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  Archives > Business > Special Reports > Governance
Web Links Sarbanes, Oxley Act (PDF)
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Top CEOs
Excellent Year for Executives
Take-home pay for chief executives at some of the largest U.S. companies swelled last year, driven by fatter bonuses and bigger payouts from long-term incentive plans.

Dissatisfied Investors Push Corporations to Reform
PEMBROKE, Bermuda -- In 1996, no board members bothered to show up for Tyco's annual meeting. The few shareholders who attended heard from just one man: chairman and chief executive L. Dennis Kozlowski. When one investor complained about not being able to question directors on the company's ferocious appetite for acquisitions, Kozlowski brushed him off.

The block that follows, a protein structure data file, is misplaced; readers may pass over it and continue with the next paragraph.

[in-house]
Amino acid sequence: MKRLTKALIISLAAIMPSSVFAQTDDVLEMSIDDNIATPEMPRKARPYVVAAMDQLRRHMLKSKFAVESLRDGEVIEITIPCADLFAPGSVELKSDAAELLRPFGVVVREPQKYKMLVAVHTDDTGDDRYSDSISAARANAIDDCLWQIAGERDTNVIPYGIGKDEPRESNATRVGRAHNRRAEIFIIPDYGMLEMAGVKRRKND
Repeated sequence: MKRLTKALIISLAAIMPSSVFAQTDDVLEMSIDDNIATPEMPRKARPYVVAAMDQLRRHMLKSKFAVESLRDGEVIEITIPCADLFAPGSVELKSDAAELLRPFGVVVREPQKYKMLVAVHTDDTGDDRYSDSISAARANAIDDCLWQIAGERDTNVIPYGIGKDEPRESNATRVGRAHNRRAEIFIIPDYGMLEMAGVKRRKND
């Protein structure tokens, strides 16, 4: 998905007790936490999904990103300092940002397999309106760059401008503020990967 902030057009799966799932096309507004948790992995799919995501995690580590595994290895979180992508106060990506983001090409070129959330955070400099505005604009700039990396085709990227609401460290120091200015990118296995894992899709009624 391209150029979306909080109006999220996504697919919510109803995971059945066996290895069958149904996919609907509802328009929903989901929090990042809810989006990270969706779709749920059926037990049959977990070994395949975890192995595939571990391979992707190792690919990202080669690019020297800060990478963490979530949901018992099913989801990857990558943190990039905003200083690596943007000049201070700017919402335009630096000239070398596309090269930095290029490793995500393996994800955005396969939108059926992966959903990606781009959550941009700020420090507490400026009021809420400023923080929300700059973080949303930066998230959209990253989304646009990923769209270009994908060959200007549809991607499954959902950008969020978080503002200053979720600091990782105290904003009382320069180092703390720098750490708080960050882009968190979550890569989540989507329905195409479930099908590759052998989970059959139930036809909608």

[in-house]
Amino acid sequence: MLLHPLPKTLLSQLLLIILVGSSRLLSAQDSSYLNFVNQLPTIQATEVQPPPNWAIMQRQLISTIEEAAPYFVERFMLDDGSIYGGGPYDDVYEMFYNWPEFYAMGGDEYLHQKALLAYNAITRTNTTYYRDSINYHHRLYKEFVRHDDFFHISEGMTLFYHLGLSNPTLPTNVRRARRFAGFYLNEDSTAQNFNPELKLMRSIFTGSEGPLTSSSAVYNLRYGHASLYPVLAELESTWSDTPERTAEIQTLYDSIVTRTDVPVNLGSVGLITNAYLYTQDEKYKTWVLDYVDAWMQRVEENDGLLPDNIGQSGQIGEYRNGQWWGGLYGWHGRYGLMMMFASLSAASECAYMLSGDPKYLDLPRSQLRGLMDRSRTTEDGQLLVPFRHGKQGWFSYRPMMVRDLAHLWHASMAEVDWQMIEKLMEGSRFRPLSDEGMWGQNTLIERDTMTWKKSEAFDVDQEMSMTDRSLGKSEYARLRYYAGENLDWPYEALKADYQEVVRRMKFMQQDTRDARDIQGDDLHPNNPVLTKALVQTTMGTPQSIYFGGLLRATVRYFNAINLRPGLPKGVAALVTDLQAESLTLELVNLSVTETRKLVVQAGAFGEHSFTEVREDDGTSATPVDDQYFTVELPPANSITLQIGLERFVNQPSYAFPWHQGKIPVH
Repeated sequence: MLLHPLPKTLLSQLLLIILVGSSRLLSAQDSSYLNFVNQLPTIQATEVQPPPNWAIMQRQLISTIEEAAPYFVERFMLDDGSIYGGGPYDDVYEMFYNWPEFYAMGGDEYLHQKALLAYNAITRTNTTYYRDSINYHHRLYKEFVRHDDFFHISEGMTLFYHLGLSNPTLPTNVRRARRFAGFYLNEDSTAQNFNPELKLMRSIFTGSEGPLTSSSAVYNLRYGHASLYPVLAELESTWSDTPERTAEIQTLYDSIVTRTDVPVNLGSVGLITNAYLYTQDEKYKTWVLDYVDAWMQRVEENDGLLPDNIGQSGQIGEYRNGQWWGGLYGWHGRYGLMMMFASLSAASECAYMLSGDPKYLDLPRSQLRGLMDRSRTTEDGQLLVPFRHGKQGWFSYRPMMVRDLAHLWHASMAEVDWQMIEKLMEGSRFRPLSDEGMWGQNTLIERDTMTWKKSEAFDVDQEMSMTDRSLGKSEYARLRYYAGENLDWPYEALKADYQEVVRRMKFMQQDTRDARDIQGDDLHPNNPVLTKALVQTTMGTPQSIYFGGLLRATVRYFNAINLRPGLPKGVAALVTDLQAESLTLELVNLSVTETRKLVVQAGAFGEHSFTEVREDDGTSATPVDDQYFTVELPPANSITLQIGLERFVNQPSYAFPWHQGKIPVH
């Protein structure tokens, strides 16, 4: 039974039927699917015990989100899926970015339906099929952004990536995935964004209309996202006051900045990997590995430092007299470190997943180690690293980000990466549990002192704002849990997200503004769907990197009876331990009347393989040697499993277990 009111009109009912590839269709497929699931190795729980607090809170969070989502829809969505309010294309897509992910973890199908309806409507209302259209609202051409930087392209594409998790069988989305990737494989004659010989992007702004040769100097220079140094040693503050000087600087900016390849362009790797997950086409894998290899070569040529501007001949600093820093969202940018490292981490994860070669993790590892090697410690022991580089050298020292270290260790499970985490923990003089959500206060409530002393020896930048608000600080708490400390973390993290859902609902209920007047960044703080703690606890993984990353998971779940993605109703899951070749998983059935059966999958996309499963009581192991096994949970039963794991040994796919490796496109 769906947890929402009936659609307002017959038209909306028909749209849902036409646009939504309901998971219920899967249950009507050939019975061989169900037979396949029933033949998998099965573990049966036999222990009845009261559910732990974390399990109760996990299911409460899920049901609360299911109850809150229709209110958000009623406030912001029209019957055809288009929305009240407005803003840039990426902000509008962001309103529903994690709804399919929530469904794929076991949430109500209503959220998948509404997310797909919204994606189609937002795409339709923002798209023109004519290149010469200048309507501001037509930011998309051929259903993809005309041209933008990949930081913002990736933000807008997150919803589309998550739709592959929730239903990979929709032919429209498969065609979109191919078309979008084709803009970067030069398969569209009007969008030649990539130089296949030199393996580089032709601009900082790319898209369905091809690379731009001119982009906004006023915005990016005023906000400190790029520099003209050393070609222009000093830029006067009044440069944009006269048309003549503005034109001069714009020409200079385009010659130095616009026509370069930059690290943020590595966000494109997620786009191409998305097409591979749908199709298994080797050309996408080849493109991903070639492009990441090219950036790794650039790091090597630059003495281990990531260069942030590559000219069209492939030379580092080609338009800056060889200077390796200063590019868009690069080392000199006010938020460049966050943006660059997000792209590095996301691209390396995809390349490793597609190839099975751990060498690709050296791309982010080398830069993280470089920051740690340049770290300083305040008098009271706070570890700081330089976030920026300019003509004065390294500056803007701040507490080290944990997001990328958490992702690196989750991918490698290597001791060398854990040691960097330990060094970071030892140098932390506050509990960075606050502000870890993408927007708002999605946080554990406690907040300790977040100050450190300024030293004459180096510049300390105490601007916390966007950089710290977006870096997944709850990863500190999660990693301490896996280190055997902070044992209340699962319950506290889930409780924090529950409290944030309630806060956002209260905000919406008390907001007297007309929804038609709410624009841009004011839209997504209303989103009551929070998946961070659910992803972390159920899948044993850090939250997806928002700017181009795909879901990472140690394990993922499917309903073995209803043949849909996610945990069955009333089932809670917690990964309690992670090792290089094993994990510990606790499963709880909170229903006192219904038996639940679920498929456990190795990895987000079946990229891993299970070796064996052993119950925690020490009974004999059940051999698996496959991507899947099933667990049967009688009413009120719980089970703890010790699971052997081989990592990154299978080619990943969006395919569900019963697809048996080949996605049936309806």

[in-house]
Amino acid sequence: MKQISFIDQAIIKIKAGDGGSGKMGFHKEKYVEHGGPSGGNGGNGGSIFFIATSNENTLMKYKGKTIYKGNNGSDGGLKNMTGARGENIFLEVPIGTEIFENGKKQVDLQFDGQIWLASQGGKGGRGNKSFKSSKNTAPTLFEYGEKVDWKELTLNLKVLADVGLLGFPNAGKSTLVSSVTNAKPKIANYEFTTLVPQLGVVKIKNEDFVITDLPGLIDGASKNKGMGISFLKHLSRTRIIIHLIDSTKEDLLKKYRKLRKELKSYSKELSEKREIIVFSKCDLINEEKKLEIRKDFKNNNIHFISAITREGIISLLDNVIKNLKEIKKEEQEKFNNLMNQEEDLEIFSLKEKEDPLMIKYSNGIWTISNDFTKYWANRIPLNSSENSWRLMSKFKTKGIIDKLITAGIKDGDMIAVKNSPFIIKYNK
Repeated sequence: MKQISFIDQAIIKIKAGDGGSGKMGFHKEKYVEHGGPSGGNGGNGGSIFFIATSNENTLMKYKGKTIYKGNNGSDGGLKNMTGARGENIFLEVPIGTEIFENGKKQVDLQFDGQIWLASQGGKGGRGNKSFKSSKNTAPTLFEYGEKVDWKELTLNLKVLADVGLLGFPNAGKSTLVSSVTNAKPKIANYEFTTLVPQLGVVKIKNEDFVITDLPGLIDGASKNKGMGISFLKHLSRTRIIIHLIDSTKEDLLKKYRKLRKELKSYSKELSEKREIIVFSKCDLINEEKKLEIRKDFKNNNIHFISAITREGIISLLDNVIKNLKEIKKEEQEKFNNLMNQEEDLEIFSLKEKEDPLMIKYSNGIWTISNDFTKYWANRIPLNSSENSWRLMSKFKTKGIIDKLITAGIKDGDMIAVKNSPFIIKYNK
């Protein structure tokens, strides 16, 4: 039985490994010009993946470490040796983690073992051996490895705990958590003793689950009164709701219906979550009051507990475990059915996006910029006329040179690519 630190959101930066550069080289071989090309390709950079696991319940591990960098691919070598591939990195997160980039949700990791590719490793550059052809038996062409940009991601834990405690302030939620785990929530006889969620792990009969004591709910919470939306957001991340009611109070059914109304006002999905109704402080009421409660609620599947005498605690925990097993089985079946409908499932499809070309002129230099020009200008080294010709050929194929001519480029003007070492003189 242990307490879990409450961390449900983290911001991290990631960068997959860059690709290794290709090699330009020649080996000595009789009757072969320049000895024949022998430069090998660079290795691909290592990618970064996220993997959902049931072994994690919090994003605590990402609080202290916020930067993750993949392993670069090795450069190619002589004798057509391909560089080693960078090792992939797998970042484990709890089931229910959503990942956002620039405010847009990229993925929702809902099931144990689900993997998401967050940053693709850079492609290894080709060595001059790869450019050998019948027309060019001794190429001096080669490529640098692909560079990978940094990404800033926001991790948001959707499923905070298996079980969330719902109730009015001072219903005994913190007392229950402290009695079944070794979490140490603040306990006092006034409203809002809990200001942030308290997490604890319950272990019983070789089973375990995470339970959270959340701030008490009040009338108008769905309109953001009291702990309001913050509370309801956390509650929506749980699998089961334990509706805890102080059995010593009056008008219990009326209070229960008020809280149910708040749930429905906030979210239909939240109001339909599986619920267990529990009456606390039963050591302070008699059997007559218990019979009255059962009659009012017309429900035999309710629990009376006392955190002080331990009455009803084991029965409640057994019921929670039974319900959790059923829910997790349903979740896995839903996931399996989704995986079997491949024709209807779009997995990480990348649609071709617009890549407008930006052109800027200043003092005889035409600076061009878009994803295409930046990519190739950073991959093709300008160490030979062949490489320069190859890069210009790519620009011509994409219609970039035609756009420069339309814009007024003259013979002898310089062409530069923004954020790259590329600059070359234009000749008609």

Declining a Place at the Table
When Richard K. Armey left public life earlier this year, he received a handful of offers to join corporate boards. The former House majority leader appeared to have the perfect high-profile director's risumi: Capitol Hill power broker, PhD and former economics professor, tax-cut evangelist. But after considering the possible hazards of board service and discussing the issue with former Maine senator George J. Mitchell, a boardroom veteran, Armey rejected every offer.

Bond-Rating Firms Get Into Governance
When bond-rating agency Standard & Poor's Corp. launched a service in 1998 to assess how effectively companies are run, executives planned to concentrate on Europe, Asia and other places. Then S&P realized that the biggest market might well be the United States.

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